Charlotte's United Way marked the traditional end of its annual campaign Thursday, not with the usual rally, but with a one-page news release noting it has raised $25.4 million – $20 million shy of last year's record $45 million.
The shortfall comes at a time other large Charlotte nonprofits are seeing campaign shortages of their own, resulting in cuts in staff and services.
United Way has cited the economy as a chief reason for its shortfall, along with lingering public anger over a controversial $1.2 million pay package given last year to former CEO Gloria Pace King.
As a result, United Way did not set a specific goal for this year's campaign.
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A recent Observer survey of about 10 other metropolitan United Ways may have cast some light on the impact of the King controversy. None of those other agencies are experiencing anywhere near the campaign problems of Charlotte.
United Way of Central Carolinas will extend its fund raising efforts through the end of the year, in hopes of raising at least $5 million more. A final total for the campaign may not be announced until the first quarter of next year, says interim CEO Mac Everett, noting in-house campaigns at 40 to 50 local companies have yet to start.
Charlotte's chapter of the Salvation Army is among the local nonprofits reporting problems in their own fund drives. The agency began the fiscal year with a $750,000 deficit, attributed to a drop in donations. It has cut seven staff jobs, trimmed hours of part-time employees, and will disband the Boys and Girls Club in the Tarlton Hills community. It also cut off registration for its Christmas-assistance program six days early, after seeing a 9 percent jump in the number of people applying to participate.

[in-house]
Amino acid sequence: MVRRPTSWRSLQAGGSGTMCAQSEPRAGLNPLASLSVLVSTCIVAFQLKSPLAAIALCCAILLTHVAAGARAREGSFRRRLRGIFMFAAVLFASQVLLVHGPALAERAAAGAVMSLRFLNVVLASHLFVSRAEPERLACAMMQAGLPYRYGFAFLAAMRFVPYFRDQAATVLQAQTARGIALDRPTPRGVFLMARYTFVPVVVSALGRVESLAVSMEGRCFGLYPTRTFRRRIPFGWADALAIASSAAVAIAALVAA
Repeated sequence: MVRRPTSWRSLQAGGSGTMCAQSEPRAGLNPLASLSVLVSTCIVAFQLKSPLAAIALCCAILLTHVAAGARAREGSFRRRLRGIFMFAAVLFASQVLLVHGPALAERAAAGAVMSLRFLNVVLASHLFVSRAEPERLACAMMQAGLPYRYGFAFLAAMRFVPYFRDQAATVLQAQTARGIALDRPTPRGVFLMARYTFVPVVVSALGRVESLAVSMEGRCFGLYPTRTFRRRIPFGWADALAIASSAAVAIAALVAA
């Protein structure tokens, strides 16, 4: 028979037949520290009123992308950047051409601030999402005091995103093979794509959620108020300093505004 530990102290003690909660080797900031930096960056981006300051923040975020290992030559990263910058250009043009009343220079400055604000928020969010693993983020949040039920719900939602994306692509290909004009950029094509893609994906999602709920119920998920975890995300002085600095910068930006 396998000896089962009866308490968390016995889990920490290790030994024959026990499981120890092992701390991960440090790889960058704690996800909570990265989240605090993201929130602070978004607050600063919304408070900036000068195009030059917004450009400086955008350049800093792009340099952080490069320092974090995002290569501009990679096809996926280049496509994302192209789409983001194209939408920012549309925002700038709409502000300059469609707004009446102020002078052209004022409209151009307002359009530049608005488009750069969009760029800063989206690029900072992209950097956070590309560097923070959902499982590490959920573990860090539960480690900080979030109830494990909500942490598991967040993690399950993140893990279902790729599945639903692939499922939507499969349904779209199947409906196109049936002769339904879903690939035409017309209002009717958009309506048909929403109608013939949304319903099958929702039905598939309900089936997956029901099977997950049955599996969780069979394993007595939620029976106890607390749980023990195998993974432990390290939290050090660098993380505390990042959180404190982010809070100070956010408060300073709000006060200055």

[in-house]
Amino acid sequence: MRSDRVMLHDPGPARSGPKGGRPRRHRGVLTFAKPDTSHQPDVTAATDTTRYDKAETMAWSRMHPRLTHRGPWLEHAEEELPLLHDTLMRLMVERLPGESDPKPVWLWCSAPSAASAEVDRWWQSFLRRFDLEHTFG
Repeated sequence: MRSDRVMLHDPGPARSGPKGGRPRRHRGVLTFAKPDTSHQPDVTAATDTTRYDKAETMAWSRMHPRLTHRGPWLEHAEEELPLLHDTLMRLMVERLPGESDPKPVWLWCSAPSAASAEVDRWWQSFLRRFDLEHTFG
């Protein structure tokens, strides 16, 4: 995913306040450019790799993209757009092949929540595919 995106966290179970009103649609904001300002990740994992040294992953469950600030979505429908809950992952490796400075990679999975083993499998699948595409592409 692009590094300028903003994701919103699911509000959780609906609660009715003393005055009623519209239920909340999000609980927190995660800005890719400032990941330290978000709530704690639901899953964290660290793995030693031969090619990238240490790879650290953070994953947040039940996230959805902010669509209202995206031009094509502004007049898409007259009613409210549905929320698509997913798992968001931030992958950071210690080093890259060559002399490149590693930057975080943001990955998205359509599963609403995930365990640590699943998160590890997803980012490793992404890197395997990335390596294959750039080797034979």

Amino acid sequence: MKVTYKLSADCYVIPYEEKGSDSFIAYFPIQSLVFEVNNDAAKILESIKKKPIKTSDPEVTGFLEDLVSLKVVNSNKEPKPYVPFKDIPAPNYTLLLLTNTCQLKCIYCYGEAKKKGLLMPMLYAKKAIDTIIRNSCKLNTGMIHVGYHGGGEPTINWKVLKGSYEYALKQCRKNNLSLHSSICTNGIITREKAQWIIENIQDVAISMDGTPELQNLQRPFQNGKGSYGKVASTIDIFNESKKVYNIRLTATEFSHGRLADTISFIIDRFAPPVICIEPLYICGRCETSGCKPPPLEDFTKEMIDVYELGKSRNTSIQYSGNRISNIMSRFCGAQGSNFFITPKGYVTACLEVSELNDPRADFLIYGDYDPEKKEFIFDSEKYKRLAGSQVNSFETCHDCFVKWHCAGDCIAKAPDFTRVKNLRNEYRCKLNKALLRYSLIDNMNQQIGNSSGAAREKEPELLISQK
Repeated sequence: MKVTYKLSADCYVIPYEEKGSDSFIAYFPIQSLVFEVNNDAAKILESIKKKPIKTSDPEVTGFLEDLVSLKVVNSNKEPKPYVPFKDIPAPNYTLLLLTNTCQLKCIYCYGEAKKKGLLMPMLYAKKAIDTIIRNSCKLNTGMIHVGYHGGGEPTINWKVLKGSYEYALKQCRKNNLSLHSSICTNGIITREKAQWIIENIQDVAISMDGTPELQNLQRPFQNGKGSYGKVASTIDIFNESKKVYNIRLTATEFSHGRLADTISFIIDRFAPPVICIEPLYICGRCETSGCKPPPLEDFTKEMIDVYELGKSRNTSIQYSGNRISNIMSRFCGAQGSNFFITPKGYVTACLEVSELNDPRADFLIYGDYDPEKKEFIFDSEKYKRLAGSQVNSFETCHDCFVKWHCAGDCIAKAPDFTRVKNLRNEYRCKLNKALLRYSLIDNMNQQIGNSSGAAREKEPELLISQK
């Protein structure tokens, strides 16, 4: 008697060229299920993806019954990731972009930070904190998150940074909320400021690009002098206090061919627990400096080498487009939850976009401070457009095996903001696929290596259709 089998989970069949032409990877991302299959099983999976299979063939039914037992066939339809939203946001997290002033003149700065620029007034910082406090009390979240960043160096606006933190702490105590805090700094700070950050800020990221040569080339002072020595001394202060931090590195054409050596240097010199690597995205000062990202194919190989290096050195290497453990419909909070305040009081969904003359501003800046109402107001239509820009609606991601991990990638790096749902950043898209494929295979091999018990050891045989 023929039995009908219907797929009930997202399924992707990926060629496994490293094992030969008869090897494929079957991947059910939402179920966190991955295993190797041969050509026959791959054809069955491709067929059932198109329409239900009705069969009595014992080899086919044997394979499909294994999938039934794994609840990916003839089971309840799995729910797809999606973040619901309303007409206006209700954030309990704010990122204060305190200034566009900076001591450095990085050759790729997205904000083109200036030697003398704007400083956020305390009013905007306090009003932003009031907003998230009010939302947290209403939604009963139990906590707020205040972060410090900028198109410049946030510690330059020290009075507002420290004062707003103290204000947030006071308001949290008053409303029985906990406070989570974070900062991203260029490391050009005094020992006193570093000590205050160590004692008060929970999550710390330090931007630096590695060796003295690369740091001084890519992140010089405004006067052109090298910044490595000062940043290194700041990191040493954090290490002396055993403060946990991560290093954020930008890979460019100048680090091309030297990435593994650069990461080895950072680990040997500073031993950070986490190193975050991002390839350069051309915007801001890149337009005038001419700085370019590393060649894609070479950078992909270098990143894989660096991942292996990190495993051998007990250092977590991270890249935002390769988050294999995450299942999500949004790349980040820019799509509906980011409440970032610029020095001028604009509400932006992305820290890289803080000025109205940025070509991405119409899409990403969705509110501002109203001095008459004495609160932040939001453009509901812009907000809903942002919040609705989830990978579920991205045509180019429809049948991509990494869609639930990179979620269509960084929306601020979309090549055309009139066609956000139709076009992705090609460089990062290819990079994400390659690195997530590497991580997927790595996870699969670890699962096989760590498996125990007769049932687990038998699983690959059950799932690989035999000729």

“We cut it off at 11,100 children because that's all we could handle,” says Jim Price, the agency's development director. “These are challenging times. We are seeing needs this year greater than most of us can remember. But with the crashing economy, we're also seeing fewer donors who have the ability to help those who are less fortunate.”
The charity depends on the United Way for 18 percent of its money, he said, so matters are expected to be even worse in the next fiscal year.
Charlotte's American Red Cross, another United Way agency, reports shortages of its own. It laid off five employees, after ending the last fiscal year with a $350,000 shortfall. It's two biggest fundraising months are November and December, raising fears that it will fall far short of what it needs, says CEO Pam Jefsen. It gets 23 percent of its budget from United Way.
“We could have more cutbacks if there is a big shortfall these two months,” she says. “We've scraped out every part of our budget we could scrape.”
Among the local charities doing better is the YMCA, which is on target to hit its $4 million campaign goal. Dean Jones, the nonprofit's senior vice president for financial development, says the Y is seeing fewer donors in the $50 range. But larger donations have so far made up for the shortage, he says.
The YMCA receives about $1 million from the United Way to serve the city's fragile neighborhoods. Jones estimates that will drop by at least a third in the next fiscal year.
“Honestly, I can't figure out why we're doing so well this year,” says Jones. “We're really doing a lot of loving on our donors, to let them know they're appreciated.”